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Uncertainties of routine HLA B*5701 testing in black African HIV cohorts in the UK
  1. S T Sadiq1,
  2. M Pakianathan2
  1. 1St George’s University of London, London, UK
  2. 2St George’s Healthcare NHS Trust, London, UK

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    Hypersensitivity reaction (HSR), associated with the antiretroviral abacavir, does not usually have serious outcomes unless recognised late or after rechallenge. Pharmacogenetic testing of human leucocyte antigen (HLA) B*5701 for HSR risk is being used increasingly in clinical practice backed by strong evidence among Caucasians and Hispanics.1 In the Western Australian landmark studies, updated to improve diagnostic accuracy, positive predictive values (PPVs) and negative predictive values (NPV) of B*5701 for HSR were 78.9% and 99.4%,1 respectively. When B*5701 screening was introduced into this cohort,2 and in Brighton, UK,3 no HSRs were observed in 148 and 185 B*5701 negative patients, respectively, treated with abacavir.

    However, associations between B*5701 and HSR have not been adequately investigated in black Africans who represent a substantial proportion of patients infected with HIV in the UK, perhaps resulting in the test being used in these populations without appreciation of screening effectiveness. The potential problem is illustrated by estimations of “numbers needed to screen” summarised in table 1.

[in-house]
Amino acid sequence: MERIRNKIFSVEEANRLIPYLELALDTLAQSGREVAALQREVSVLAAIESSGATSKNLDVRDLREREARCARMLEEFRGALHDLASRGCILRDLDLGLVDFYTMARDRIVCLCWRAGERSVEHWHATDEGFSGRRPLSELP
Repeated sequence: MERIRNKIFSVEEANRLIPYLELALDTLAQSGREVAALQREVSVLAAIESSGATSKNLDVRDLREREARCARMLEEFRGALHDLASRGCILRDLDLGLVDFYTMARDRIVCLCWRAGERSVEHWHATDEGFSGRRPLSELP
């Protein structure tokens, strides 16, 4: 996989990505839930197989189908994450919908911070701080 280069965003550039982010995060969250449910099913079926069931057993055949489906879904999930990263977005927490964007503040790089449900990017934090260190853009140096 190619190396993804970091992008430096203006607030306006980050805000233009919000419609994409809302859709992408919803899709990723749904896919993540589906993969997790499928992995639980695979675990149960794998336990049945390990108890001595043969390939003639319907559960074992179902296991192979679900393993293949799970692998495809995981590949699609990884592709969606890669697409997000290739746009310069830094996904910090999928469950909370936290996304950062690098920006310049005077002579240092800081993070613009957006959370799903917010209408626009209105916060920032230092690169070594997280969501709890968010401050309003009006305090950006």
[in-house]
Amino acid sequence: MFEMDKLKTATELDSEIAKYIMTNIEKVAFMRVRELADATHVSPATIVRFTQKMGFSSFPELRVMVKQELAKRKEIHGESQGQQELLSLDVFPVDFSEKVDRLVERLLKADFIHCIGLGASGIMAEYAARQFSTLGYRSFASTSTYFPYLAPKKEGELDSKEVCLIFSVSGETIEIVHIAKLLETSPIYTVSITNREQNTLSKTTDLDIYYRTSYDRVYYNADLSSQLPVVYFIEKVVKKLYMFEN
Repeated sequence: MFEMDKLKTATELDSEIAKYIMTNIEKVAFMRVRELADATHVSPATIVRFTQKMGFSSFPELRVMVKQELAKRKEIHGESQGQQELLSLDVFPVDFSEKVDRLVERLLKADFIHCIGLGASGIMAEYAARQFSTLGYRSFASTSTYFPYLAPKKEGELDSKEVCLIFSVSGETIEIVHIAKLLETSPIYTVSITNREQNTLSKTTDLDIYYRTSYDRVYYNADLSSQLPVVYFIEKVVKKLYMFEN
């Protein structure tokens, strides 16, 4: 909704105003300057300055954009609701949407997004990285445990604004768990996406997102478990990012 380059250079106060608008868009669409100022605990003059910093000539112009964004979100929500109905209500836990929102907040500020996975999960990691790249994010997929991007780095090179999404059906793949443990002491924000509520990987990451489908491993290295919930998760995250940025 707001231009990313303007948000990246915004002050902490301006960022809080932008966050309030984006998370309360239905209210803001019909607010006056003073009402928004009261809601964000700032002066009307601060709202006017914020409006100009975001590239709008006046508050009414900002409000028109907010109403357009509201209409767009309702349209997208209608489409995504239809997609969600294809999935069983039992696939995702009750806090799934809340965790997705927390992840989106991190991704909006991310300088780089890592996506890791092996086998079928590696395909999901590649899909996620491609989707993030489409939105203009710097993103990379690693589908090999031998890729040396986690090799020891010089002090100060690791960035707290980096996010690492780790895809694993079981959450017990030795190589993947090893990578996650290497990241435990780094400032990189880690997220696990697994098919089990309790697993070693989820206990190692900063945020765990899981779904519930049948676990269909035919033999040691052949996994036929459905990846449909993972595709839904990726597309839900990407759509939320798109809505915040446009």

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    Table 1

     Calculated estimation of effectiveness of screening for human leucocyte antigen (HLA) B*5701 on different ethnic populations using two different measures of accuracy of HLA B*5701 for hypersensitivity reaction

    In Brighton, among the relatively small numbers from black (predominantly African) ethnicity, the B*5701 carriage rate was recently reported to be 5.3% (high for black Africans).3

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    • STS wrote the manuscript and MRP contributed to it.

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